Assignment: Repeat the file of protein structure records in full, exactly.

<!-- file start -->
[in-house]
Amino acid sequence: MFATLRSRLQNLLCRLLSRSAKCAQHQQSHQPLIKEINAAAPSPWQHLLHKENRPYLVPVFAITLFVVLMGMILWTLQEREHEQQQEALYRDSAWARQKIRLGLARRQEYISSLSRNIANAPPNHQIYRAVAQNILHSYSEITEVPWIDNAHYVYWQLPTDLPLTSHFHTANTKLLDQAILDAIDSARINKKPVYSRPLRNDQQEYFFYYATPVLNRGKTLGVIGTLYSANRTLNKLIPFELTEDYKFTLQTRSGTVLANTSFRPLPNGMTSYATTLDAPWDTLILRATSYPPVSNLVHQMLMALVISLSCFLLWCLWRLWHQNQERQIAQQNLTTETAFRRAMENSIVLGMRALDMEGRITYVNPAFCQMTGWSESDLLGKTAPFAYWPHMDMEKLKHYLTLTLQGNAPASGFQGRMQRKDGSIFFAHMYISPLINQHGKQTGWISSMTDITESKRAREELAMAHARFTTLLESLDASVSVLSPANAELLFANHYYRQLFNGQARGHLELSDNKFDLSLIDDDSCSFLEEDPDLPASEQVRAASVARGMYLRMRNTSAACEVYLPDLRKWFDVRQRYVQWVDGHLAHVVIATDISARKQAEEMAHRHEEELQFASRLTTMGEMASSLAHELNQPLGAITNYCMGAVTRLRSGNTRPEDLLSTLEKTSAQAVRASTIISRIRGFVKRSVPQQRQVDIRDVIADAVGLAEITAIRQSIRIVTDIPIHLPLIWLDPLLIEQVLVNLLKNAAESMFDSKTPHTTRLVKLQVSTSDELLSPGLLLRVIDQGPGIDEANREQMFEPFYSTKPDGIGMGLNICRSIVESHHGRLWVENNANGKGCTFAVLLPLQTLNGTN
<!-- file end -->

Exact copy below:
[in-house]
Amino acid sequence: MFATLRSRLQNLLCRLLSRSAKCAQHQQSHQPLIKEINAAAPSPWQHLLHKENRPYLVPVFAITLFVVLMGMILWTLQEREHEQQQEALYRDSAWARQKIRLGLARRQEYISSLSRNIANAPPNHQIYRAVAQNILHSYSEITEVPWIDNAHYVYWQLPTDLPLTSHFHTANTKLLDQAILDAIDSARINKKPVYSRPLRNDQQEYFFYYATPVLNRGKTLGVIGTLYSANRTLNKLIPFELTEDYKFTLQTRSGTVLANTSFRPLPNGMTSYATTLDAPWDTLILRATSYPPVSNLVHQMLMALVISLSCFLLWCLWRLWHQNQERQIAQQNLTTETAFRRAMENSIVLGMRALDMEGRITYVNPAFCQMTGWSESDLLGKTAPFAYWPHMDMEKLKHYLTLTLQGNAPASGFQGRMQRKDGSIFFAHMYISPLINQHGKQTGWISSMTDITESKRAREELAMAHARFTTLLESLDASVSVLSPANAELLFANHYYRQLFNGQARGHLELSDNKFDLSLIDDDSCSFLEEDPDLPASEQVRAASVARGMYLRMRNTSAACEVYLPDLRKWFDVRQRYVQWVDGHLAHVVIATDISARKQAEEMAHRHEEELQFASRLTTMGEMASSLAHELNQPLGAITNYCMGAVTRLRSGNTRPEDLLSTLEKTSAQAVRASTIISRIRGFVKRSVPQQRQVDIRDVIADAVGLAEITAIRQSIRIVTDIPIHLPLIWLDPLLIEQVLVNLLKNAAESMFDSKTPHTTRLVKLQVSTSDELLSPGLLLRVIDQGPGIDEANREQMFEPFYSTKPDGIGMGLNICRSIVESHHGRLWVENNANGKGCTFAVLLPLQTLNGTN